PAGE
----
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ON THE GRAVITY EQUATION OF TRADE: A CASE OF GERMANY


Economics

ON THE GRAVITY EQUATION OF TRADE: A CASE OF GERMANY

Name and surname of author:

Jiří Mazurek

Year:
2016
Volume:
19
Issue:
3
Keywords:
Export, Germany, gravity equation, international trade, trade frictions
DOI (& full text):
Anotation:
Gravity models (equations) of trade belong among the most successful empirical tools in the modern economics since their first economic applications in the yearly 1960s. They assume that bilateral…more
Gravity models (equations) of trade belong among the most successful empirical tools in the modern economics since their first economic applications in the yearly 1960s. They assume that bilateral trade is directly proportional to “economic sizes” (usually described in terms of GDP or income) of both trading partners and inversely proportional to their distance. The aim of this study was to examine Germany’s latest (2012) yearly aggregate exports to its major international partners by a gravity equation without and with selected trade frictions including a geographical adjacency (the so called border effect), an influence of the same or different currency (Euro), and a location in the Schengen Area, the zone of a free movement of persons. Gravity models both without and with selected trade frictions fitted the data well, while the model with frictions performed significantly better. The adjacency was found the most important single trade friction, the location in the Schengen Area appeared to be the least important friction (but it was still statistically significant). Other feasible trade frictions, such as border length, a location in Europe or democracy index were examined too, but their effect on the trade was rather negligible. A possible explanation of the border effect, based on information deficiency, is included in the study as well. Furthermore, it was observed that yearly Germany’s exports data are susceptible to large year-to-year fluctuations especially for countries with low imports. Therefore, using averaged data over five or ten years long periods might be more appropriate.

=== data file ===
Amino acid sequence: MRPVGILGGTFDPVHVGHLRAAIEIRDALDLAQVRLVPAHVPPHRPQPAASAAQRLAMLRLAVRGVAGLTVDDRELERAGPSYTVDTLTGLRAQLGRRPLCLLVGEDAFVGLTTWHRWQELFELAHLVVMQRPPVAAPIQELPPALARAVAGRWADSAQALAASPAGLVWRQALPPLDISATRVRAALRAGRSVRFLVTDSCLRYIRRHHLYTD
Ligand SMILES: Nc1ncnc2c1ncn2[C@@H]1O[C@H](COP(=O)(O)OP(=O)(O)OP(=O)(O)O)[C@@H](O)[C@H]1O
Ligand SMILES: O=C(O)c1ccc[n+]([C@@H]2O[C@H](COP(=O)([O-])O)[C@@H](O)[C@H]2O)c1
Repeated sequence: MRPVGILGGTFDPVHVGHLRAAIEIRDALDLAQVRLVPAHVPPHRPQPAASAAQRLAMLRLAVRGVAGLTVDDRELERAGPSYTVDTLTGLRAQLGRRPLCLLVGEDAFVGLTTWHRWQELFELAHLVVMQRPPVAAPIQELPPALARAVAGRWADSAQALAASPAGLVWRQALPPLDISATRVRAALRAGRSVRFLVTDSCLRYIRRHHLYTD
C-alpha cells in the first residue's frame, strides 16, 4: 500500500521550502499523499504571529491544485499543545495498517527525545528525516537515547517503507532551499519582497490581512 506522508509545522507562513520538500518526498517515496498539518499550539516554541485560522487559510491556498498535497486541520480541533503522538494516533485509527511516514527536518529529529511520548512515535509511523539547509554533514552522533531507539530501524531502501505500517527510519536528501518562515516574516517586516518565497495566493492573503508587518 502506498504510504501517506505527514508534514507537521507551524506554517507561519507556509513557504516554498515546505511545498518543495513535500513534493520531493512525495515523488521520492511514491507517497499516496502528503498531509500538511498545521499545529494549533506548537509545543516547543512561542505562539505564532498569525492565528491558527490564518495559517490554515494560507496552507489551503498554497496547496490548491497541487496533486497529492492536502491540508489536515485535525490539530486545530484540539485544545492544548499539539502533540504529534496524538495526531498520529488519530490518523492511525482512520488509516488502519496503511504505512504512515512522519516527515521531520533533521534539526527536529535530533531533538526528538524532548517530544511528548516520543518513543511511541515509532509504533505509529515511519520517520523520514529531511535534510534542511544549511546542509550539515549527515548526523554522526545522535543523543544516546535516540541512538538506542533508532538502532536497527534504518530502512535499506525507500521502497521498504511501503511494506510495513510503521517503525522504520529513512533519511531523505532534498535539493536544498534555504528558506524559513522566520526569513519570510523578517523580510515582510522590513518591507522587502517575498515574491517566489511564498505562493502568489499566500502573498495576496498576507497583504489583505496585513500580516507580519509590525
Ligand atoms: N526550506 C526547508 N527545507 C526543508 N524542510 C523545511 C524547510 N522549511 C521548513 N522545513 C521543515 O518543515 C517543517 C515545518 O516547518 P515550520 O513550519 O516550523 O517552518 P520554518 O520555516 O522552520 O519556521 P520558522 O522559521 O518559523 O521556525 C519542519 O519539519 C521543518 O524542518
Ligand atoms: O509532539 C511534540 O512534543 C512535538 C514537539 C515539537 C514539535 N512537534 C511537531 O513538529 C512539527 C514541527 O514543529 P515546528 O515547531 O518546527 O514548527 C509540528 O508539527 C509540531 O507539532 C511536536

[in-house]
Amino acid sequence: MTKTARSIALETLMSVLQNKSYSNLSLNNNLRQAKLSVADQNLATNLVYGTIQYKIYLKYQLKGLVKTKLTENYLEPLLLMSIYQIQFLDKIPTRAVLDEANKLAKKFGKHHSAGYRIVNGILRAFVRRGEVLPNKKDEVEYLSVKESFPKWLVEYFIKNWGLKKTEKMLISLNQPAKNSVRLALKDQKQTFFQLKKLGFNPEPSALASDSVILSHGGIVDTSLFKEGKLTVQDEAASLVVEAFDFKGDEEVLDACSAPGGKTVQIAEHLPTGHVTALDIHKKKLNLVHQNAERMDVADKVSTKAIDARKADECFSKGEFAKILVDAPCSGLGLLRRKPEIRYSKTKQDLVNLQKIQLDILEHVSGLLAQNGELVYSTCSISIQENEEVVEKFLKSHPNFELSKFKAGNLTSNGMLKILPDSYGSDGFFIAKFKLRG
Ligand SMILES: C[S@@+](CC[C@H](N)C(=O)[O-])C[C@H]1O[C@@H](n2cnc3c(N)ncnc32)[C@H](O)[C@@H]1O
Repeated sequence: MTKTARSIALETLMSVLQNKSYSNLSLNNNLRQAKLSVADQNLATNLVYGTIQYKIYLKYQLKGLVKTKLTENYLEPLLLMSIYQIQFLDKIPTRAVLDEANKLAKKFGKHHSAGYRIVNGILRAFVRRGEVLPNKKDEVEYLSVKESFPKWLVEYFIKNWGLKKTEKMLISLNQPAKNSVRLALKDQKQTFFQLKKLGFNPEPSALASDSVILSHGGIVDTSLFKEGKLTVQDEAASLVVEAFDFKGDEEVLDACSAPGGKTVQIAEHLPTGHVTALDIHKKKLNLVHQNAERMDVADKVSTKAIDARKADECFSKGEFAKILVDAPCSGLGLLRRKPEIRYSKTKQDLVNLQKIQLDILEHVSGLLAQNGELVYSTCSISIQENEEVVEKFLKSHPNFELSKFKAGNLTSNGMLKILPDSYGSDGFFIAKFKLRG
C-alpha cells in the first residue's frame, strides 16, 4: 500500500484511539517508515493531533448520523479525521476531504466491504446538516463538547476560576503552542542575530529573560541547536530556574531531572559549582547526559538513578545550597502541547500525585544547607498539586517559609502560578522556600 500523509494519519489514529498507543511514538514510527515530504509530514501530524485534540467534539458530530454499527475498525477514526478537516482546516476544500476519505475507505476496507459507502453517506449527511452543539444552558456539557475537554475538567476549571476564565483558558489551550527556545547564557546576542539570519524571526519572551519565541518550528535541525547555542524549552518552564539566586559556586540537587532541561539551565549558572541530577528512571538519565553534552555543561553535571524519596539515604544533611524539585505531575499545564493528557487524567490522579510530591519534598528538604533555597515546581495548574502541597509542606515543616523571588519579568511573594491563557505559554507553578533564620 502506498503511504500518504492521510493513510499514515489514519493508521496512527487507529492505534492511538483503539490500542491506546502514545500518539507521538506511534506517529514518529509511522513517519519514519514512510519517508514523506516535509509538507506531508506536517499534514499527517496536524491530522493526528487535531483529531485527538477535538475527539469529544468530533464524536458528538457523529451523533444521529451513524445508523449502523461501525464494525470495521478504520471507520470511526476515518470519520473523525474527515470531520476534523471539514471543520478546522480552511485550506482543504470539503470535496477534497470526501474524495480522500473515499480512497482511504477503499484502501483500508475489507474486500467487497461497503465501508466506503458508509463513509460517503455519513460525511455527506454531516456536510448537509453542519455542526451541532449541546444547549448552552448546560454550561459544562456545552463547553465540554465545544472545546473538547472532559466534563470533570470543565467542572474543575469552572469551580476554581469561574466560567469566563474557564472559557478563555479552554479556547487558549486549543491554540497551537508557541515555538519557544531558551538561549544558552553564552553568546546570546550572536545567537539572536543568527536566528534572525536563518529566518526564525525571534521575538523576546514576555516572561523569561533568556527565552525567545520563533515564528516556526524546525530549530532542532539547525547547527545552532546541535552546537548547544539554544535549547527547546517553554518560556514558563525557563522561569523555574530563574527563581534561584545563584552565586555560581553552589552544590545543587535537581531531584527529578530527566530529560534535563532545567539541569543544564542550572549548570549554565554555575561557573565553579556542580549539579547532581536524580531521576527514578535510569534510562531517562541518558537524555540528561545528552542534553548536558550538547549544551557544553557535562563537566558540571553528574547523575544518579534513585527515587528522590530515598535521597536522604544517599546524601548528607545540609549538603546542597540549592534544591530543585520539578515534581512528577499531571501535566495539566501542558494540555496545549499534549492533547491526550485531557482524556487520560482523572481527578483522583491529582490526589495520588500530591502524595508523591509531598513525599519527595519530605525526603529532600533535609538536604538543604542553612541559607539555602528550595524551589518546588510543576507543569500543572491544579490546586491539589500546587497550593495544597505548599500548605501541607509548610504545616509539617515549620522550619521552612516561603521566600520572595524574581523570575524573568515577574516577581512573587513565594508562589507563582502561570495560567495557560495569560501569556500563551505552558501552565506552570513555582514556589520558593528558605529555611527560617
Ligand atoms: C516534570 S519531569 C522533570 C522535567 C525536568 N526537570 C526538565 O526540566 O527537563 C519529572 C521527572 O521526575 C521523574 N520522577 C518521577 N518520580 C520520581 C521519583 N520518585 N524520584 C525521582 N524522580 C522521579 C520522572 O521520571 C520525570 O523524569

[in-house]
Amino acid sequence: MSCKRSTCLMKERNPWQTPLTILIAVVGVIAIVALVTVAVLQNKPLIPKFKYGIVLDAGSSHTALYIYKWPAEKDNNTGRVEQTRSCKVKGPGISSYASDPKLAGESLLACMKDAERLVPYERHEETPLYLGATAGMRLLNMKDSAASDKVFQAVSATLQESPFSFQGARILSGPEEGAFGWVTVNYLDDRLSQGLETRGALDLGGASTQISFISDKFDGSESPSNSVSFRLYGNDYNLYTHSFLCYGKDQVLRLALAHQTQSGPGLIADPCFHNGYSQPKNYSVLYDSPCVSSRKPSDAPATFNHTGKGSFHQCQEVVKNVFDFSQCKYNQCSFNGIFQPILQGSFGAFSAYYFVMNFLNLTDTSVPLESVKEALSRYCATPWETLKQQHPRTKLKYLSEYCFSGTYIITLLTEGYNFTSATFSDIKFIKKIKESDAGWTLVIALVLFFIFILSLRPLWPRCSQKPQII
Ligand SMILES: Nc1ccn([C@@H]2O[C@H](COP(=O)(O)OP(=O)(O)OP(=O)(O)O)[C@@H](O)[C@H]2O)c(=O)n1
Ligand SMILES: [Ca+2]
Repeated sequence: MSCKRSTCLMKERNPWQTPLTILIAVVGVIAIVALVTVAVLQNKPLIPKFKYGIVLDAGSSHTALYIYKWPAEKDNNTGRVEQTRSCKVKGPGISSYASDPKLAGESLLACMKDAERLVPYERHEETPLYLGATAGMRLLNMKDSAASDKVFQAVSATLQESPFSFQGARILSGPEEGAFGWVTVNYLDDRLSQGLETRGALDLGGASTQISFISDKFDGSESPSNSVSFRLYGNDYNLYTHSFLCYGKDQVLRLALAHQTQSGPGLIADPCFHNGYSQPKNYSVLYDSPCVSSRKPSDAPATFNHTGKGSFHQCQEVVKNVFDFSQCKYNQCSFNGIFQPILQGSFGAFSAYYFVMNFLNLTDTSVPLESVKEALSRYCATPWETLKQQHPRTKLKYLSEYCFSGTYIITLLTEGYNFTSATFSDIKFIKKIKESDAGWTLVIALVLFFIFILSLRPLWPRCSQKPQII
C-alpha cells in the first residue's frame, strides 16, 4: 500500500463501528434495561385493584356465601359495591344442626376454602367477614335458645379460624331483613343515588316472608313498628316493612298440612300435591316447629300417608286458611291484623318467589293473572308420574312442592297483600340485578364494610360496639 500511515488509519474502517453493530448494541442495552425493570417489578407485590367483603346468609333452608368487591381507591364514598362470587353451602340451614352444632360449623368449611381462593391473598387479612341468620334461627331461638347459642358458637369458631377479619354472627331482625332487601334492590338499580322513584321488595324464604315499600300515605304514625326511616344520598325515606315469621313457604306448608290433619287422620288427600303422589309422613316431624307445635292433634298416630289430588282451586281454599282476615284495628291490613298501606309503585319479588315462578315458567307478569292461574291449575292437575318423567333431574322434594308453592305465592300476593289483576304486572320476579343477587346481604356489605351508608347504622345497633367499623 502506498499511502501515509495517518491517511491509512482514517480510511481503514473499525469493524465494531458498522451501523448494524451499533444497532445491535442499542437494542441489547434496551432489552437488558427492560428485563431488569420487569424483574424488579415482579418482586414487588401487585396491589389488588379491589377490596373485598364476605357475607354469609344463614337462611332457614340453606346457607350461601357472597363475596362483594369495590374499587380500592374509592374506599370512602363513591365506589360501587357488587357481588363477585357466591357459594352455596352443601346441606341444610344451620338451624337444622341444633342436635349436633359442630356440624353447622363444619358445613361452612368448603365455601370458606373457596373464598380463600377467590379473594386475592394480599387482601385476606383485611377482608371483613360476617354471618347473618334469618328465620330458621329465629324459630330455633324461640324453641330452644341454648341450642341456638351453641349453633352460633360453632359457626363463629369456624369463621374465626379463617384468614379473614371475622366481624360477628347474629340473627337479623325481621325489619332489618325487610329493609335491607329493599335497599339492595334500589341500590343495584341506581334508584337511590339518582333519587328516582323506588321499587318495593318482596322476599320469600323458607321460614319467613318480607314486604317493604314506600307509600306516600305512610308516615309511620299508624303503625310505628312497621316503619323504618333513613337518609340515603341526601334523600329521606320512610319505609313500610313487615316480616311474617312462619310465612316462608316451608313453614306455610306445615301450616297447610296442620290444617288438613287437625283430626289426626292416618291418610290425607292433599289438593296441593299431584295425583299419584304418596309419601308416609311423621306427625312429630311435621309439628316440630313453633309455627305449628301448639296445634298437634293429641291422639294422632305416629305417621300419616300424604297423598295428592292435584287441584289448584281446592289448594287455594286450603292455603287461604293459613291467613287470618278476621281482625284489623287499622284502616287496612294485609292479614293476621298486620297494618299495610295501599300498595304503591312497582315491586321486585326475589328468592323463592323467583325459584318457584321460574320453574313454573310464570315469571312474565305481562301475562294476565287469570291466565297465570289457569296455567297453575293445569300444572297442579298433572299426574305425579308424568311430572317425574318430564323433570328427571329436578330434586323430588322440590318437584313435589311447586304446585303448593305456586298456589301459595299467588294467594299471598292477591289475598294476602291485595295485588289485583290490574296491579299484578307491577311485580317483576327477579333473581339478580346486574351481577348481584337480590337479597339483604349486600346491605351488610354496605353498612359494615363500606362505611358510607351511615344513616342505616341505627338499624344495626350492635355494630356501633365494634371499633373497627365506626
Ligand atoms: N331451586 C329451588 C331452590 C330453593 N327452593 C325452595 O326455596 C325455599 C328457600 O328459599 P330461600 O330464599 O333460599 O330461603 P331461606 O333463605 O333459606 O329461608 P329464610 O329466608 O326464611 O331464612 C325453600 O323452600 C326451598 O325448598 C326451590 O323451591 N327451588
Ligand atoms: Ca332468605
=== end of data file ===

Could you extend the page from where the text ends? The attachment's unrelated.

Section:
Economics

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